Microsoft is looking to patent multi-touch interactions on eyewearWritten by Ron on June 13, 2014 - 10:27AM @ronwinbeta
Rumors have been afloat about Microsoft working on a device similar to Google Glass. We've yet to see or hear anything new on the matter but we did stumble upon this interesting patent filing from the company. Microsoft filed this patent back in 2012 and it was just now published, showcasing the company's attempt at integrating multi-touch interactions on eyeware.
In the patent application publication, Microsoft introduces us to the dilemma with head-worn augmented reality glasses. Interactivity with these glasses are constrained by the inability to have an input device continuously available in the user's hand. In other words, you need cameras or microphones to operate - which can be a problem when in a library or a movie theater. It may be distracting and it may be inappropriate for the setting.
However, Microsoft has a solution in the form of multi-touch interactions on eyewear. Microsoft wants to include a multi-touch sensor set that senses user interaction with the eyewear and outputs signals based on what the user wants to accomplish.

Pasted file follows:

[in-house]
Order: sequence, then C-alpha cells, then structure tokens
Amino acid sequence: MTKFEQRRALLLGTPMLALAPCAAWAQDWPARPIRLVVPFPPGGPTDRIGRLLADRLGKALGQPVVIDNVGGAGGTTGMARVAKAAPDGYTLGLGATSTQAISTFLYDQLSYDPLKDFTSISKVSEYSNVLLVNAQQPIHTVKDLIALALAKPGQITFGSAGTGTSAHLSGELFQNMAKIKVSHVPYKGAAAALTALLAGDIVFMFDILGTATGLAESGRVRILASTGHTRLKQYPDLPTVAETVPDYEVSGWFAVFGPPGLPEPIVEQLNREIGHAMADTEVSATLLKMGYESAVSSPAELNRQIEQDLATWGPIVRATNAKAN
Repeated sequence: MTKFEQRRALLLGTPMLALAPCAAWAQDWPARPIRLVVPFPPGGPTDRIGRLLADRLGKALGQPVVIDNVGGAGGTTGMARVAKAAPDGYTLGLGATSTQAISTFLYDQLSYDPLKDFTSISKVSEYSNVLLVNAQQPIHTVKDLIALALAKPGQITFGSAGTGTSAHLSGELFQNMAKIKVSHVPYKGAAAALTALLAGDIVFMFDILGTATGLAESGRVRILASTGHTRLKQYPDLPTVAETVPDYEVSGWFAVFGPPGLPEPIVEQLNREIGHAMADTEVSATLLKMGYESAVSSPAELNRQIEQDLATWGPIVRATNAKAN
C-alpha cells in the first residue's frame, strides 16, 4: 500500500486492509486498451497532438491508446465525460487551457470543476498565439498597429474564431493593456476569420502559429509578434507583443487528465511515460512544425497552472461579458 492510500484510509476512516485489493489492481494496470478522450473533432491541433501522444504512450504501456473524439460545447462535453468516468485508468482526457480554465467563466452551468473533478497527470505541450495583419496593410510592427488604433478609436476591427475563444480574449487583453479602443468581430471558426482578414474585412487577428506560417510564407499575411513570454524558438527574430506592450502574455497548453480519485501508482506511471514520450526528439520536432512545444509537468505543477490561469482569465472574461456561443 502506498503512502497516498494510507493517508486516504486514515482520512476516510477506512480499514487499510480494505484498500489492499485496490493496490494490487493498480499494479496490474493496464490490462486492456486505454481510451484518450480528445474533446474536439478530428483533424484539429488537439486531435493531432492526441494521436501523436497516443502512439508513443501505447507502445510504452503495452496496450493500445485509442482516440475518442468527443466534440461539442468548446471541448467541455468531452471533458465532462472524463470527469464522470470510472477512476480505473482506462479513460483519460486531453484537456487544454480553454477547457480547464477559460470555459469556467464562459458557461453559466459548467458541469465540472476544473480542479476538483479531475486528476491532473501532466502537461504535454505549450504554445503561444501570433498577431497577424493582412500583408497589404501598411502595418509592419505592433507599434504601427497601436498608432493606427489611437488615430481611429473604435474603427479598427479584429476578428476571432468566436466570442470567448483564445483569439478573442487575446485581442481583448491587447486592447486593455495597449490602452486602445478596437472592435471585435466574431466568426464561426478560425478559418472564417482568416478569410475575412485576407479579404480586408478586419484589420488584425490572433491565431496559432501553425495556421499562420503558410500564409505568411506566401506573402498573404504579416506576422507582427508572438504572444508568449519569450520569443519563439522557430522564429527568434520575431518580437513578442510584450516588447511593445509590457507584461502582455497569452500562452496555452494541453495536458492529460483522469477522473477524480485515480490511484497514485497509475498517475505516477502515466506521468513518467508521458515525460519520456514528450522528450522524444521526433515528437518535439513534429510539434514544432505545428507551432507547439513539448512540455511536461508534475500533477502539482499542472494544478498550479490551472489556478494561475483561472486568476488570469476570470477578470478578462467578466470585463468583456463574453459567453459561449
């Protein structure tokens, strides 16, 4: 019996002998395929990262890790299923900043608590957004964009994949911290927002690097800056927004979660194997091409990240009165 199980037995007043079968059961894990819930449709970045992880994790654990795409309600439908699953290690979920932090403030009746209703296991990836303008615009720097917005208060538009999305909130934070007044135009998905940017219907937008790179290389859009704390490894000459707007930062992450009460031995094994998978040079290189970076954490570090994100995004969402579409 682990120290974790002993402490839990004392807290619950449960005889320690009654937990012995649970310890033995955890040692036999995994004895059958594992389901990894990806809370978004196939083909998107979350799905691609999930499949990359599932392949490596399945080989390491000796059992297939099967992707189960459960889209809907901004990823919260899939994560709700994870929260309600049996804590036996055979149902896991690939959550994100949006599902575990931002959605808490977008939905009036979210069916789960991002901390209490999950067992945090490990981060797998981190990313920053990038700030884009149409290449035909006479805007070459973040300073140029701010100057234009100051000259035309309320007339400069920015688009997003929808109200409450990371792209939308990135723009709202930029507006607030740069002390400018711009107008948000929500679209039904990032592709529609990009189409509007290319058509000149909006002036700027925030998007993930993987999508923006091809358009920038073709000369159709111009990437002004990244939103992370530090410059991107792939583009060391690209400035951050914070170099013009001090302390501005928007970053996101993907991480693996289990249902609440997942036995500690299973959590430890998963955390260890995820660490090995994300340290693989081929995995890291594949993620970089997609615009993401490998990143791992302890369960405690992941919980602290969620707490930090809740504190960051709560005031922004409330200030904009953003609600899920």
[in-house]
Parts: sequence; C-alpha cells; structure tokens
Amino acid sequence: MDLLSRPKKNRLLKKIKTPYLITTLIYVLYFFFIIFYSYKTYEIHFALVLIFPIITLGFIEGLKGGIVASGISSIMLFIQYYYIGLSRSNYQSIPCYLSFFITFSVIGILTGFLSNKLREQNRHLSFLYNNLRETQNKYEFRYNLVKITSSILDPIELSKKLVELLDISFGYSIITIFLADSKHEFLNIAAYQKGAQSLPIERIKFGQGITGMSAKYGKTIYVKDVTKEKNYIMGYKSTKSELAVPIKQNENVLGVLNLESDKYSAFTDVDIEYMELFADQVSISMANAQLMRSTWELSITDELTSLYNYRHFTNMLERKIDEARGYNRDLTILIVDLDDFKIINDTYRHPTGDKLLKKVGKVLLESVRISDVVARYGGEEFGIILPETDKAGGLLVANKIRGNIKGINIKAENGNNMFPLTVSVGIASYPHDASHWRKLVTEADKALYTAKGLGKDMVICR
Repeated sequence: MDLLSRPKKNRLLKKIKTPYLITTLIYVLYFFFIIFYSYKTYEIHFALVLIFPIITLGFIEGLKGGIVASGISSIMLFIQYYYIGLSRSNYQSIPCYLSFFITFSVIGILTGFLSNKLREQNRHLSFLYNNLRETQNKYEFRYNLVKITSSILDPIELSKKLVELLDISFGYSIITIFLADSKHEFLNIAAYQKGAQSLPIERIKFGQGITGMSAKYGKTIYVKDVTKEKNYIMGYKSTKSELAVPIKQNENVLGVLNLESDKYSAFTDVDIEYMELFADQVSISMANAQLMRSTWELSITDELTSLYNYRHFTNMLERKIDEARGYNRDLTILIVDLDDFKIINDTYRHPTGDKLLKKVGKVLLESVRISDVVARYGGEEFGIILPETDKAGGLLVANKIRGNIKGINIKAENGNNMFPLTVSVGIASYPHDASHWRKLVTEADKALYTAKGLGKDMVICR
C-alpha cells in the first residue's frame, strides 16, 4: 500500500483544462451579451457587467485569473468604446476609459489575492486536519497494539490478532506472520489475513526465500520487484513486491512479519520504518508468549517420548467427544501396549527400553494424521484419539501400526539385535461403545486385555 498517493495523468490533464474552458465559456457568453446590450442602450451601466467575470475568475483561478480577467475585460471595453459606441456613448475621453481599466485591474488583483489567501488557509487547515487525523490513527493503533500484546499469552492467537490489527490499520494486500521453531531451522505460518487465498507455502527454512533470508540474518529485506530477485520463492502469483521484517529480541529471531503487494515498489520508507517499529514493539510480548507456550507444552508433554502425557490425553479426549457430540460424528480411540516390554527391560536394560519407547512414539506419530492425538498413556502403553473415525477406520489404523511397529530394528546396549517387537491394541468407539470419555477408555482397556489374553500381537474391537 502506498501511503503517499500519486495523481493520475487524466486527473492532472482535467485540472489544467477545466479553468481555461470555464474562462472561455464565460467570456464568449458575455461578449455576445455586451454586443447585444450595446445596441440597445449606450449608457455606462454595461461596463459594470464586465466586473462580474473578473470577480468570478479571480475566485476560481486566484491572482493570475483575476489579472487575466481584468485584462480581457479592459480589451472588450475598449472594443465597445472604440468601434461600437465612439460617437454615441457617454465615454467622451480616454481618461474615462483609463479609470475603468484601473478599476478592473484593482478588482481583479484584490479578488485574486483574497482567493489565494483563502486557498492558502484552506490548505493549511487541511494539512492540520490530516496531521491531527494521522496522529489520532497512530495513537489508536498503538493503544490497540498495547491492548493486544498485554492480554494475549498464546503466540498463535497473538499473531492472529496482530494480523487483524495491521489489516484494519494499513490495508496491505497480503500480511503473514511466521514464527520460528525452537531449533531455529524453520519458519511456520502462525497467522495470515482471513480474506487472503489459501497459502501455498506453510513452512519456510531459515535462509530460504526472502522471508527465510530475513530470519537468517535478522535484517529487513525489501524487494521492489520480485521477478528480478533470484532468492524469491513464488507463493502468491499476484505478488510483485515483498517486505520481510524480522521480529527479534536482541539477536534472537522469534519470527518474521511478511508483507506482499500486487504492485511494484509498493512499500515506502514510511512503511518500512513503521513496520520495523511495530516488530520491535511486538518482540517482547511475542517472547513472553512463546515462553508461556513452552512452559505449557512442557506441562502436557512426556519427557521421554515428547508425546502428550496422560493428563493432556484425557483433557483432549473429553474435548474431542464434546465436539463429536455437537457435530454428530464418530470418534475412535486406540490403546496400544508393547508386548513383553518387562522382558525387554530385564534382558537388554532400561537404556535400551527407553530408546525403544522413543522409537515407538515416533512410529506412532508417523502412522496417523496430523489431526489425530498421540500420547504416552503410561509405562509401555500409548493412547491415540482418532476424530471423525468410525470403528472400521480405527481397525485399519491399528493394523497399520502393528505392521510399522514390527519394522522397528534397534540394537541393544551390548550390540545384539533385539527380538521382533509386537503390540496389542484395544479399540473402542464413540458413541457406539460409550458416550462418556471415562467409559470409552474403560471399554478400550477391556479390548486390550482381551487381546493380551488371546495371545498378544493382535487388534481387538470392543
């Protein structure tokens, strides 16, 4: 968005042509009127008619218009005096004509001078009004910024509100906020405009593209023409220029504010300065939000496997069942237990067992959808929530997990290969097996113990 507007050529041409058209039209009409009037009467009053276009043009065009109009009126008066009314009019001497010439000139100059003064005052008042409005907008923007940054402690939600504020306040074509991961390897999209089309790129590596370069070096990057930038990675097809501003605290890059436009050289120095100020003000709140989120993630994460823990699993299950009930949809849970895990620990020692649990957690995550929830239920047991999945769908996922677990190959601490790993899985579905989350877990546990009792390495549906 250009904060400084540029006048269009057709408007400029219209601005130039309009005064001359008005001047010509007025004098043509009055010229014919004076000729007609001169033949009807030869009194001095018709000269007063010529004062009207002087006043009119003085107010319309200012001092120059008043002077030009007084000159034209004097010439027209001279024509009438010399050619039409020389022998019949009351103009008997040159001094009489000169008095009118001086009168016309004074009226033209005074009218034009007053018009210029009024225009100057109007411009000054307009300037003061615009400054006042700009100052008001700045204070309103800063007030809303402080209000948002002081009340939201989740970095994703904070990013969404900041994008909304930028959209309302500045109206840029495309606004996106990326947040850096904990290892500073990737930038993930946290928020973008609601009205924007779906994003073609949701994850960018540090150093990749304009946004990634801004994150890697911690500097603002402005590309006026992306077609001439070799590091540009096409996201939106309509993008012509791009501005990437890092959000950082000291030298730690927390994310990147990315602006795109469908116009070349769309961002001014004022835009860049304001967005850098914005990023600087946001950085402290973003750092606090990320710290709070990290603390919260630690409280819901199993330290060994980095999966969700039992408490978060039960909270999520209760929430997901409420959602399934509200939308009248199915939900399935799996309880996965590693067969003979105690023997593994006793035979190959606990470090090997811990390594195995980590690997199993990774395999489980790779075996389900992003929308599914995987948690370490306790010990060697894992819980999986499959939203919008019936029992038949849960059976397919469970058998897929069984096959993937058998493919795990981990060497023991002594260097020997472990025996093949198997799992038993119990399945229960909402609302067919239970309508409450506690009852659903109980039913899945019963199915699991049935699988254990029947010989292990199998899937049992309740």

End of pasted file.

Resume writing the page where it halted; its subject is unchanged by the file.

"In one aspect, user interaction with a multi-touch eyewear sensor set is sensed. Signals representative of the interaction are output, to provide user interaction with an interactive program. Example user interaction that may be sensed includes a tap or press-and-hold detected at a sensor, a swipe gesture detected via one or more sensors, and/or a pinch detected at a sensor," the patent filing explains.
The sensors would be located in various areas of the eyewear, including the stems, for example. A sensor in the arm of the glasses, for example, would allow you to slide your finger to scroll through documents. Another example would be if you tap the side of the glasses to start or end a phone call.
It's a neat concept and it would be interesting to see what Microsoft has up their sleeves. Would you be interested in wearing eye glasses that feature multi-touch sensors?